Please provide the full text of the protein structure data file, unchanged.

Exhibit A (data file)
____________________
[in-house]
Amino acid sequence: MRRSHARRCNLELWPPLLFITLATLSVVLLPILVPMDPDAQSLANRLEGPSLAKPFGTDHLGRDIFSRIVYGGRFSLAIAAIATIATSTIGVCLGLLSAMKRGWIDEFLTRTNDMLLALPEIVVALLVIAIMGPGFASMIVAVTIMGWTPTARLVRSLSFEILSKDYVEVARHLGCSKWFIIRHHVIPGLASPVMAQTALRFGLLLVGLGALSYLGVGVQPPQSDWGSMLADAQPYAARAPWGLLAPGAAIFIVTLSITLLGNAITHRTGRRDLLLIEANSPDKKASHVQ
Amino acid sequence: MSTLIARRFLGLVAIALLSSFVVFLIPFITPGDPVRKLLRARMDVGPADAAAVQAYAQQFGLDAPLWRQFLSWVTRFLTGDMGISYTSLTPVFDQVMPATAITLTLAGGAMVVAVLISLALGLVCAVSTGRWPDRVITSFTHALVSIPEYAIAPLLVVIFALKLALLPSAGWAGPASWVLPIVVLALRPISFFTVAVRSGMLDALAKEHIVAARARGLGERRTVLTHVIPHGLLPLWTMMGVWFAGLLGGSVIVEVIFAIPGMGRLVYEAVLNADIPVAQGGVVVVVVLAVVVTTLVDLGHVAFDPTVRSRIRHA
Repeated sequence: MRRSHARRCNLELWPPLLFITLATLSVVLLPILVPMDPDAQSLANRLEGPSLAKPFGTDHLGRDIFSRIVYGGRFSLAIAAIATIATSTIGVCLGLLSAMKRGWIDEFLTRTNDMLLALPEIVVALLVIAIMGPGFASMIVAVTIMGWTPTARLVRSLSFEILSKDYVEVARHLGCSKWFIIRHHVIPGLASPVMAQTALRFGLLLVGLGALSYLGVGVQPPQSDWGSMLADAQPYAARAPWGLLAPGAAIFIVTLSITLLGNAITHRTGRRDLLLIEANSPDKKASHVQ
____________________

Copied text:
[in-house]
Amino acid sequence: MRRSHARRCNLELWPPLLFITLATLSVVLLPILVPMDPDAQSLANRLEGPSLAKPFGTDHLGRDIFSRIVYGGRFSLAIAAIATIATSTIGVCLGLLSAMKRGWIDEFLTRTNDMLLALPEIVVALLVIAIMGPGFASMIVAVTIMGWTPTARLVRSLSFEILSKDYVEVARHLGCSKWFIIRHHVIPGLASPVMAQTALRFGLLLVGLGALSYLGVGVQPPQSDWGSMLADAQPYAARAPWGLLAPGAAIFIVTLSITLLGNAITHRTGRRDLLLIEANSPDKKASHVQ
Amino acid sequence: MSTLIARRFLGLVAIALLSSFVVFLIPFITPGDPVRKLLRARMDVGPADAAAVQAYAQQFGLDAPLWRQFLSWVTRFLTGDMGISYTSLTPVFDQVMPATAITLTLAGGAMVVAVLISLALGLVCAVSTGRWPDRVITSFTHALVSIPEYAIAPLLVVIFALKLALLPSAGWAGPASWVLPIVVLALRPISFFTVAVRSGMLDALAKEHIVAARARGLGERRTVLTHVIPHGLLPLWTMMGVWFAGLLGGSVIVEVIFAIPGMGRLVYEAVLNADIPVAQGGVVVVVVLAVVVTTLVDLGHVAFDPTVRSRIRHA
Repeated sequence: MRRSHARRCNLELWPPLLFITLATLSVVLLPILVPMDPDAQSLANRLEGPSLAKPFGTDHLGRDIFSRIVYGGRFSLAIAAIATIATSTIGVCLGLLSAMKRGWIDEFLTRTNDMLLALPEIVVALLVIAIMGPGFASMIVAVTIMGWTPTARLVRSLSFEILSKDYVEVARHLGCSKWFIIRHHVIPGLASPVMAQTALRFGLLLVGLGALSYLGVGVQPPQSDWGSMLADAQPYAARAPWGLLAPGAAIFIVTLSITLLGNAITHRTGRRDLLLIEANSPDKKASHVQ